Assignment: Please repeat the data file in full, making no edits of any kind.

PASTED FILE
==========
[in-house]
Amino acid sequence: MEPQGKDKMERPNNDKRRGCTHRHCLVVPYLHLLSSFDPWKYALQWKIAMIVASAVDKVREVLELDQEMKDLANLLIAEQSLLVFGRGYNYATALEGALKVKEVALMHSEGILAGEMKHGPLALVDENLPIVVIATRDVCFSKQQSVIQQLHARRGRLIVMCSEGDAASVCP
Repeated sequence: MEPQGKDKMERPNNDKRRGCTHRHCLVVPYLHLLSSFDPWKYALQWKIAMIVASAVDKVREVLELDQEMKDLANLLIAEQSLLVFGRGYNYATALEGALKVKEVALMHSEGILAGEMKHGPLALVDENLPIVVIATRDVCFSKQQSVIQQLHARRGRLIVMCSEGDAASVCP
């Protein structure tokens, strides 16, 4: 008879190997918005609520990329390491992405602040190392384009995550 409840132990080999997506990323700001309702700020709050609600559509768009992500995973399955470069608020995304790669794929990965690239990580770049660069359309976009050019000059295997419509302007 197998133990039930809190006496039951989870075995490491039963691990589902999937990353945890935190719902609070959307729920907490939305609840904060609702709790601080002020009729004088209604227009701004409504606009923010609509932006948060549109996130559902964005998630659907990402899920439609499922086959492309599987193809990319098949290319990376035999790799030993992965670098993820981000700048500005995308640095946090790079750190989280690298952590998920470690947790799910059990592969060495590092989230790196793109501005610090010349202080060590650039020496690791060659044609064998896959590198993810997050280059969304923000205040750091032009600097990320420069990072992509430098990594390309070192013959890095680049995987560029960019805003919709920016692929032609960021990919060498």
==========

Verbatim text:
[in-house]
Amino acid sequence: MEPQGKDKMERPNNDKRRGCTHRHCLVVPYLHLLSSFDPWKYALQWKIAMIVASAVDKVREVLELDQEMKDLANLLIAEQSLLVFGRGYNYATALEGALKVKEVALMHSEGILAGEMKHGPLALVDENLPIVVIATRDVCFSKQQSVIQQLHARRGRLIVMCSEGDAASVCP
Repeated sequence: MEPQGKDKMERPNNDKRRGCTHRHCLVVPYLHLLSSFDPWKYALQWKIAMIVASAVDKVREVLELDQEMKDLANLLIAEQSLLVFGRGYNYATALEGALKVKEVALMHSEGILAGEMKHGPLALVDENLPIVVIATRDVCFSKQQSVIQQLHARRGRLIVMCSEGDAASVCP
């Protein structure tokens, strides 16, 4: 008879190997918005609520990329390491992405602040190392384009995550 409840132990080999997506990323700001309702700020709050609600559509768009992500995973399955470069608020995304790669794929990965690239990580770049660069359309976009050019000059295997419509302007 197998133990039930809190006496039951989870075995490491039963691990589902999937990353945890935190719902609070959307729920907490939305609840904060609702709790601080002020009729004088209604227009701004409504606009923010609509932006948060549109996130559902964005998630659907990402899920439609499922086959492309599987193809990319098949290319990376035999790799030993992965670098993820981000700048500005995308640095946090790079750190989280690298952590998920470690947790799910059990592969060495590092989230790196793109501005610090010349202080060590650039020496690791060659044609064998896959590198993810997050280059969304923000205040750091032009600097990320420069990072992509430098990594390309070192013959890095680049995987560029960019805003919709920016692929032609960021990919060498």